One of my conclusions from my study of the Roman Republic and of its historical memory during the imperial period is the following: The lingering memory of Roman Republican electoral politics, the identification of the Roman multitude with the Emperor, acted as justification for imperial sovereignty and warning against the loss of such sovereignty.
My very limited point is to account for a certain kind of historical memory, i.e. the way the political tribulations of the Roman Republic, and especially the politics of the urban mass, seemed so important to the Emperor and literate elite groups. It does seem strange indeed that political leaders who had little living connection to the city of Rome as such, and no connection to mass Republican politics at all, should constantly use it as a counter-example to their own means of leadership.
Of course the historical memory of politics under the Roman Republic was not the only justification for imperial rule. In my view, probably only Augustus himself reconstructed Republican ideology as the main prop to justify the complete dominance of the first man, the system of the principate. Ironically he also turned enemies of Julius Caesar, such as Cato, into plaster saints -- to use an anachronism...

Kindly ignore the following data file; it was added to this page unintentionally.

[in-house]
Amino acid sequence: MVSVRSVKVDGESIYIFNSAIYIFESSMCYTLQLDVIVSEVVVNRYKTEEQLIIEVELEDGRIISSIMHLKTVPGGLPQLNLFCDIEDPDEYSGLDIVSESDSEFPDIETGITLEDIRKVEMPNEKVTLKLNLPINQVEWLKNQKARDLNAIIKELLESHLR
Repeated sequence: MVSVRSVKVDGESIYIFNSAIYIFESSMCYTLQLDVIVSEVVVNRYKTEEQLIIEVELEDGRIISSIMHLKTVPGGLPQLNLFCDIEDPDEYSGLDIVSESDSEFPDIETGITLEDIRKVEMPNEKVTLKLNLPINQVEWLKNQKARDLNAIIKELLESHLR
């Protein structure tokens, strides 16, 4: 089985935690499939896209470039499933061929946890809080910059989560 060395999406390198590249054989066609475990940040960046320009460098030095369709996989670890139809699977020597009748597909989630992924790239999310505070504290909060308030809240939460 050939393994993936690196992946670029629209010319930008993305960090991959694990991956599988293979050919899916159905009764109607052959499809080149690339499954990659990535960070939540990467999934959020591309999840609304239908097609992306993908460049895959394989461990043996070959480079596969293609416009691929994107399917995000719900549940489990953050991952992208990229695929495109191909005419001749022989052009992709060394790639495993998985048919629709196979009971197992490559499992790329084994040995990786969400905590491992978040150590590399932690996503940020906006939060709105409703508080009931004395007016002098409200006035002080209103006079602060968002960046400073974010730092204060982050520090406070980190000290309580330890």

Yes, the rise of Christianity changed much of the justification for political dominance and sovereignty... but I would argue that the significant change occurred much earlier and that Christianity itself was an opportunistic and contingent graft onto ideas of the prince's rule by divine dispensation. It is a pagan notion, after all, that the leader is in some way divine. Lily Ross Taylor in her philological monograph traces the idea of the divinity of the Roman Emperor quite well and I generally think that her work still holds up. I think that it was the rulers themselves who grafted the notions of gratia Deo, onto Christianity. Earlier, when Christianity was not much more than a very weird cult, the main conflict between the Emperor and the followers of Christ was that they refused to swear loyalty to the emperor because they thought such swearing of loyalty was a concession to his divinity.... The notion of gratia Deo was a very interesting way to turn all of this inside out.
23 Jan. 2006
New York City